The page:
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[Now then, there being three species into which all harmony is divided, equal in the magnitude of systems or intervals and force of notes and tetrachords, we find that the ancients never disputed about any more than one; for they never troubled themselves with the chromatic or diatonic, but differed only about the enharmonic; and there no farther than about the great interval called the diapason. The further subdivision indeed caused some little variance, but they nearly all agreed that harmony itself is but one.1 ] Therefore he must never think to be a true artist in the understanding and practice of music, who advances no farther than the single knowledge of this or that particular: but it behooves him to trace through all the particular members of it, and so to be master of the whole body, by understanding how to mix and join all the divided members. For he that understands only harmony is confined to a single manner. Wherefore, in short, it is requisite that the sense and understanding concur in judging the parts of music; and that they should neither be too hasty, like those senses which are rash and forward, nor too slow, like those which are dull and heavy; though it may happen [p. 129] sometimes, through the inequality of Nature, that the same senses may be too slow and too quick at the same time. Which things are to be avoided by a sense and judgment that would run an equal course.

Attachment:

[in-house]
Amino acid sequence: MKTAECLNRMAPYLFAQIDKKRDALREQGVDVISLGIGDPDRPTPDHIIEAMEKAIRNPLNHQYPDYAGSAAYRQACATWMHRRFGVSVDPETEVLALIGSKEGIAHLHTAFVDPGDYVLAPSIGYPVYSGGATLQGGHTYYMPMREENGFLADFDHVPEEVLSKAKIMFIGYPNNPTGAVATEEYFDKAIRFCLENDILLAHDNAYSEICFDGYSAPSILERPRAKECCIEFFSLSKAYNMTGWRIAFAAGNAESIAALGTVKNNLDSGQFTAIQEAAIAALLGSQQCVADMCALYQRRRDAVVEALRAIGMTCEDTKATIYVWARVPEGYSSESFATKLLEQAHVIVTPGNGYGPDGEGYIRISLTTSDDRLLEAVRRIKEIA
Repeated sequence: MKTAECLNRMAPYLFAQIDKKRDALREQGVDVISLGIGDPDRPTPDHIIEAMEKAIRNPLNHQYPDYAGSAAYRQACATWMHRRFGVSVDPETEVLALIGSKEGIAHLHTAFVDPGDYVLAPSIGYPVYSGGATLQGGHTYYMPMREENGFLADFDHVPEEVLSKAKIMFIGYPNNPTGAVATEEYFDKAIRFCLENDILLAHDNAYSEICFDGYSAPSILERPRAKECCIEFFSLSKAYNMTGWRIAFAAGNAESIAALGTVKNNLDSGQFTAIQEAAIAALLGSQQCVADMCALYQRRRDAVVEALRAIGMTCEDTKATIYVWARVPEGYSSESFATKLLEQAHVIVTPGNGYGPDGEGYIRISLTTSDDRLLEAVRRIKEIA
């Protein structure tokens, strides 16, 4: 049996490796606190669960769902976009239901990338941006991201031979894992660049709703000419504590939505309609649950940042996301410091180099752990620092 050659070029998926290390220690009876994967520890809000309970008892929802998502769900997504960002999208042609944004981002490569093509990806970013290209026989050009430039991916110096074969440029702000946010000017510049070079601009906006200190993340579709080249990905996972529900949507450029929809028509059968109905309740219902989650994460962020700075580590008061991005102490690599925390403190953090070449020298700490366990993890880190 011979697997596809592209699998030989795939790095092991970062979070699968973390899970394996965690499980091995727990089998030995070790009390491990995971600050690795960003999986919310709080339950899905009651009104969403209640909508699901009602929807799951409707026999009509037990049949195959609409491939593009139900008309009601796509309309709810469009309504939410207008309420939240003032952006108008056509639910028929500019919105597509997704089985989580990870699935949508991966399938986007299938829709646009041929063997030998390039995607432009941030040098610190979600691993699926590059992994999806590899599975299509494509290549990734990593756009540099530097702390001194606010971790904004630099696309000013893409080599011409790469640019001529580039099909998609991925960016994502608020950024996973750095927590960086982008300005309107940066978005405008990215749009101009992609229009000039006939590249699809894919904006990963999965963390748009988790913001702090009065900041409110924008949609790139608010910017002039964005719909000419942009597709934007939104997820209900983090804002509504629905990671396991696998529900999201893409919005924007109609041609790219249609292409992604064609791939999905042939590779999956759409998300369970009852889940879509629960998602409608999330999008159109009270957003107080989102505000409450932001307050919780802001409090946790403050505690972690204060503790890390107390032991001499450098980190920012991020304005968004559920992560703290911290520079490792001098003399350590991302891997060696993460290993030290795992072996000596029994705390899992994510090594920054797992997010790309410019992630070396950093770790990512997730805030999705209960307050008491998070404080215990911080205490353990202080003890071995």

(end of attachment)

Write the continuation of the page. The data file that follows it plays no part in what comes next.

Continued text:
1 The passage in brackets is out of place here, and is generally transferred to the middle of Chapter XXXVII. (G.)

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